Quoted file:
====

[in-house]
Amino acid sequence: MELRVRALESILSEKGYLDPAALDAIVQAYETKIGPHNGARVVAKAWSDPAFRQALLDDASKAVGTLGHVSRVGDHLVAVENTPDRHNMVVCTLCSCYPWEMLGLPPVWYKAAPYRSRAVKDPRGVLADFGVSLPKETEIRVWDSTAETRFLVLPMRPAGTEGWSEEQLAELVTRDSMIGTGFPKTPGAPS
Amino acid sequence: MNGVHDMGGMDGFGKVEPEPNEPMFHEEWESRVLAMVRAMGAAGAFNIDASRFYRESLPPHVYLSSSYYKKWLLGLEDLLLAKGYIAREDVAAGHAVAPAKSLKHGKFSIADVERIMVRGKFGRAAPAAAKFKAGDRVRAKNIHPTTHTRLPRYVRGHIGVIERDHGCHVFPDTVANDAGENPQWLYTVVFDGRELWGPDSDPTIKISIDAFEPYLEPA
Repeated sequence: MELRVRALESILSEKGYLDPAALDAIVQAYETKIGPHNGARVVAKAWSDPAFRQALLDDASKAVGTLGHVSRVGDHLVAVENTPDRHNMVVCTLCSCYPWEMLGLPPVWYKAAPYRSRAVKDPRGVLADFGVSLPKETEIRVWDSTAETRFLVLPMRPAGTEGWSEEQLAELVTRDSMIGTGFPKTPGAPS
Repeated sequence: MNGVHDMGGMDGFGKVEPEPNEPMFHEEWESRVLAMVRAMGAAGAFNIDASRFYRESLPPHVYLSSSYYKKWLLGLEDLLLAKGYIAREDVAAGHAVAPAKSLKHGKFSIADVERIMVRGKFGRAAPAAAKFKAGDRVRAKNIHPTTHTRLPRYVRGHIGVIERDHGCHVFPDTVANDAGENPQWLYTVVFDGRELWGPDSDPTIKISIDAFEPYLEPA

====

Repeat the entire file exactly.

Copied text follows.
[in-house]
Amino acid sequence: MELRVRALESILSEKGYLDPAALDAIVQAYETKIGPHNGARVVAKAWSDPAFRQALLDDASKAVGTLGHVSRVGDHLVAVENTPDRHNMVVCTLCSCYPWEMLGLPPVWYKAAPYRSRAVKDPRGVLADFGVSLPKETEIRVWDSTAETRFLVLPMRPAGTEGWSEEQLAELVTRDSMIGTGFPKTPGAPS
Amino acid sequence: MNGVHDMGGMDGFGKVEPEPNEPMFHEEWESRVLAMVRAMGAAGAFNIDASRFYRESLPPHVYLSSSYYKKWLLGLEDLLLAKGYIAREDVAAGHAVAPAKSLKHGKFSIADVERIMVRGKFGRAAPAAAKFKAGDRVRAKNIHPTTHTRLPRYVRGHIGVIERDHGCHVFPDTVANDAGENPQWLYTVVFDGRELWGPDSDPTIKISIDAFEPYLEPA
Repeated sequence: MELRVRALESILSEKGYLDPAALDAIVQAYETKIGPHNGARVVAKAWSDPAFRQALLDDASKAVGTLGHVSRVGDHLVAVENTPDRHNMVVCTLCSCYPWEMLGLPPVWYKAAPYRSRAVKDPRGVLADFGVSLPKETEIRVWDSTAETRFLVLPMRPAGTEGWSEEQLAELVTRDSMIGTGFPKTPGAPS
Repeated sequence: MNGVHDMGGMDGFGKVEPEPNEPMFHEEWESRVLAMVRAMGAAGAFNIDASRFYRESLPPHVYLSSSYYKKWLLGLEDLLLAKGYIAREDVAAGHAVAPAKSLKHGKFSIADVERIMVRGKFGRAAPAAAKFKAGDRVRAKNIHPTTHTRLPRYVRGHIGVIERDHGCHVFPDTVANDAGENPQWLYTVVFDGRELWGPDSDPTIKISIDAFEPYLEPA